In my quest to better my own lighting techniques by going back and working through lessons in various books and on websites, I've looked at apparent light size and the inverse square law. Both of these topics and exercises gave me a better handle on the three aspects of light as it relates to a subject: the lit portion, the shadow portion and the transition areas that fall in between. Read more...

Lightsphere Flash Diffusers
How-to's Accessories Reviews

Lightsphere Flash Diffusers

J. Ramon Palacios (jrp)

We are often faced with complex lighting situations when we want to balance the light coming in from several sources into a scene and our subjects. Weddings and social events at noon time in large rooms, or churches, with large windows can become a nightmare with its mix of harsh light and strong shadows. After using for long a white card with a rubber, various solutions came to market and I have successively used most of them. Read more...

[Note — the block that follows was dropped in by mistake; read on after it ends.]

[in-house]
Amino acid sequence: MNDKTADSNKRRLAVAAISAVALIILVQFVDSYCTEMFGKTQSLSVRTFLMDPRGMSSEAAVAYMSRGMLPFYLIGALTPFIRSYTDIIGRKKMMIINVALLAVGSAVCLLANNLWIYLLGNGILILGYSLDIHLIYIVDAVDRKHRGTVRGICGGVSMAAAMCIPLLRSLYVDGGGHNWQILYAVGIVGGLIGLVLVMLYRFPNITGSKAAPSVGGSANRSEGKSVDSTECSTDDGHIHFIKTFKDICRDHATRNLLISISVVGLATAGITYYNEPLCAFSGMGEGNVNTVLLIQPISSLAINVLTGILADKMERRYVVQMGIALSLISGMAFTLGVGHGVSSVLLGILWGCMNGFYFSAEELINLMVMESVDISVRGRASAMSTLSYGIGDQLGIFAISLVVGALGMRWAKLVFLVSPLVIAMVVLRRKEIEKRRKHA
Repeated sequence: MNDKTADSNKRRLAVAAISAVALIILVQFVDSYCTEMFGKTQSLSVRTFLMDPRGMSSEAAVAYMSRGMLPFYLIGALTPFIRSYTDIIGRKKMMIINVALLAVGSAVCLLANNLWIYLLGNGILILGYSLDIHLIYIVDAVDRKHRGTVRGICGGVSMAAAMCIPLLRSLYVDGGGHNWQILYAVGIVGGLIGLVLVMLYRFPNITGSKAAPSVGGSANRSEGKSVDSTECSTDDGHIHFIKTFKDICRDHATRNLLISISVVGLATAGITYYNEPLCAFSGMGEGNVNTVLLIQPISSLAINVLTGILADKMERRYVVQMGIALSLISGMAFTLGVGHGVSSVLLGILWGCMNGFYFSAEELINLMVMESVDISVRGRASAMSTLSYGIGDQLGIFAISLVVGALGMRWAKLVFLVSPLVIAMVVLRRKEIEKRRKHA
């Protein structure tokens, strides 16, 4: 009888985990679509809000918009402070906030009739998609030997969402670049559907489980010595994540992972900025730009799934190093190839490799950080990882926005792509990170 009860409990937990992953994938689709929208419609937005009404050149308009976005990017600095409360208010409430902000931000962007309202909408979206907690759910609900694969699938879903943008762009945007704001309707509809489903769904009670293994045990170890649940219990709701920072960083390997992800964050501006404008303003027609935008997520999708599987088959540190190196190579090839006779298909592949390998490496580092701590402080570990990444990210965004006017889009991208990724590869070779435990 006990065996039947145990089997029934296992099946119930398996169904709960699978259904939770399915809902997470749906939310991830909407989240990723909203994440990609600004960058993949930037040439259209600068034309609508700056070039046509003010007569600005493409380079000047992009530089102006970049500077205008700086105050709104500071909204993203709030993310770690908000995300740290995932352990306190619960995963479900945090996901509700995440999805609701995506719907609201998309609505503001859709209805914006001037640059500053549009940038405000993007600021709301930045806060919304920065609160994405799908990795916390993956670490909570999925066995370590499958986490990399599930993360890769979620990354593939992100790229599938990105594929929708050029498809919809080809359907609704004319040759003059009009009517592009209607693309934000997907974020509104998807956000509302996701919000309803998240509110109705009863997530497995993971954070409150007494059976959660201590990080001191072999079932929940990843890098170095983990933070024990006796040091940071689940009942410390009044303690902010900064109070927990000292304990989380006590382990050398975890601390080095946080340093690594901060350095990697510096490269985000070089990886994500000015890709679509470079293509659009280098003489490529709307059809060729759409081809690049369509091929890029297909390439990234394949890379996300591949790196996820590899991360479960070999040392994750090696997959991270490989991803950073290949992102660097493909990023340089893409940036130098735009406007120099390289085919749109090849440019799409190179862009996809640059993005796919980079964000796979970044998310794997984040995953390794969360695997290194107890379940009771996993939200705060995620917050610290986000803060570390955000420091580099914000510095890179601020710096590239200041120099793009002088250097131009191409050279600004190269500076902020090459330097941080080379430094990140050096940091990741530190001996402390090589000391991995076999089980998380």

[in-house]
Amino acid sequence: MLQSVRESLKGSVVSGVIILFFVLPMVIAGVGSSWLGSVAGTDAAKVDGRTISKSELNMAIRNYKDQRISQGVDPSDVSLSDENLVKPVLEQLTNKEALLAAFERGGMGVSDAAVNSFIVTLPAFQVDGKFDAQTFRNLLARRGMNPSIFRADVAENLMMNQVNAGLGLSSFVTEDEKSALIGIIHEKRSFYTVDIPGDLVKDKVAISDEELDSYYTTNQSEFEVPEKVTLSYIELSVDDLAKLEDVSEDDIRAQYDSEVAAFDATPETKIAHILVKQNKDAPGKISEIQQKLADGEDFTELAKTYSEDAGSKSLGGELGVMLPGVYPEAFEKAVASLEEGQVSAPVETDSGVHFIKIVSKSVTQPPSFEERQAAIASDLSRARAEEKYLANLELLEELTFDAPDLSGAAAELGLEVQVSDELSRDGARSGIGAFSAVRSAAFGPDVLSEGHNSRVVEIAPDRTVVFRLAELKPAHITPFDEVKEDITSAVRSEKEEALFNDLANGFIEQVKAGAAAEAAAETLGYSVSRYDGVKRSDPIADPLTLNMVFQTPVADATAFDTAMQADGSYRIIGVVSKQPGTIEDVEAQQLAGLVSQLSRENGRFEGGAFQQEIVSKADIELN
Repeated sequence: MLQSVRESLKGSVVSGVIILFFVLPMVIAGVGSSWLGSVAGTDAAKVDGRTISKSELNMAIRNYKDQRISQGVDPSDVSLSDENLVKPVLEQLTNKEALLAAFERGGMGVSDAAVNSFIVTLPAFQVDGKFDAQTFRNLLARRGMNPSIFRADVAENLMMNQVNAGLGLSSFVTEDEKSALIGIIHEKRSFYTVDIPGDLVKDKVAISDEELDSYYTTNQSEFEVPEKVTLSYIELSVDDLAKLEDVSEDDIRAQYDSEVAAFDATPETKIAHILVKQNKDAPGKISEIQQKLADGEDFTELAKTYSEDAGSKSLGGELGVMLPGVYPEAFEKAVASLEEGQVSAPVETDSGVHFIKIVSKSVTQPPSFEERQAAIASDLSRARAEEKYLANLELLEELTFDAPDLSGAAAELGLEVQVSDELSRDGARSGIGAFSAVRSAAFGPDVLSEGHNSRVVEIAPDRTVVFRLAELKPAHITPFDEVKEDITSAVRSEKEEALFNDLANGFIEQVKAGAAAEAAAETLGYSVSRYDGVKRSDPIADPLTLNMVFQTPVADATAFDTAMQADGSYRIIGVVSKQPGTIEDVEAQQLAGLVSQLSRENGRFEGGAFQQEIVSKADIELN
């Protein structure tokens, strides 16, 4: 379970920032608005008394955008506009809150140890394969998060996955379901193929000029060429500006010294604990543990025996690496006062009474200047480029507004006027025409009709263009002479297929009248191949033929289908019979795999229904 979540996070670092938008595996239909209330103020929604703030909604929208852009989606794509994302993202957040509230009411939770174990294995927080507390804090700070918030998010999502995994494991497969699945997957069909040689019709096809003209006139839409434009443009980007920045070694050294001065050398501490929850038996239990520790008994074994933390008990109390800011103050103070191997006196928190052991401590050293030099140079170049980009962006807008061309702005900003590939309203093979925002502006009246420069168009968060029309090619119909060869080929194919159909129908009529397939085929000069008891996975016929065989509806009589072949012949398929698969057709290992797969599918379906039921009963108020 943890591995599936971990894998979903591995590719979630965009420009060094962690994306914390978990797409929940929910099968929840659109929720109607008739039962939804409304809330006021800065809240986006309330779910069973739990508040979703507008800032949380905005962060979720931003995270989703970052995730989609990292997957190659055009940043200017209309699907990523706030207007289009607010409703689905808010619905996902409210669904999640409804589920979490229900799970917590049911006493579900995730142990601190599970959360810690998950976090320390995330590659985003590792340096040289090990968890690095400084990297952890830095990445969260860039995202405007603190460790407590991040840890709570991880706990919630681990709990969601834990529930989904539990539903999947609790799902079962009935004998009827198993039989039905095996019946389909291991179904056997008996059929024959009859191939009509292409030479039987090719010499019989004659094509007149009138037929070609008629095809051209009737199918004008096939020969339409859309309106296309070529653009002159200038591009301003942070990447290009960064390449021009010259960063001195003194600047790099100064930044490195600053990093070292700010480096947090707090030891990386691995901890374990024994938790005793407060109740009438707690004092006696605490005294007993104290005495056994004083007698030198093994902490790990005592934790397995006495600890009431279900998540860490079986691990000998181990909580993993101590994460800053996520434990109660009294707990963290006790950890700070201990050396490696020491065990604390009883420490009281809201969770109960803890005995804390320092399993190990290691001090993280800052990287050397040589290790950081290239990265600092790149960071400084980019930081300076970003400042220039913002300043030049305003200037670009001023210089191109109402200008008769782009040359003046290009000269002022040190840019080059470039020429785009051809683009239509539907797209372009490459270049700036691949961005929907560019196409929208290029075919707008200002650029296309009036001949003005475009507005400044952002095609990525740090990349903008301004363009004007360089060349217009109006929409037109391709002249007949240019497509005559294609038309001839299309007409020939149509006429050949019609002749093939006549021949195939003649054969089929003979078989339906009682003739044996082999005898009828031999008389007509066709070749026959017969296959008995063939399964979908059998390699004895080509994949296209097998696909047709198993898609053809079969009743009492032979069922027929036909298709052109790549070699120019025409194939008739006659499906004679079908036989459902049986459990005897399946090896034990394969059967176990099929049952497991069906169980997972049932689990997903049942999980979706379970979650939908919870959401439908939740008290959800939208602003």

Control Over Your Lights With Distance
How-to's

Control Over Your Lights With Distance

Josh Larkin (tonupbandit)

In my article on Apparent Light Size, we saw the differences in light produced by large and small light sources. I demonstrated this by starting with a flash in a small softbox set up very close to a small object, therefore making a large light source. I then moved the light farther and farther away, thereby simulating a smaller light source. Read more...

Apparently, size does matter...
How-to's

Apparently, size does matter...

Josh Larkin (tonupbandit)

Despite what you may have heard, size matters. Of course, I'm talking about the size of your light source here, which is what you were thinking, right? Portrait photographers often use large modifiers -- think 50" softboxes, 43" umbrellas, etc. -- to soften the light hitting the subject. And that's what we want most of the time (film noir shooters excluded), nice soft light that transitions slowly from highlights to shadows. Read more...

Learning to Light (Series 1 of 6)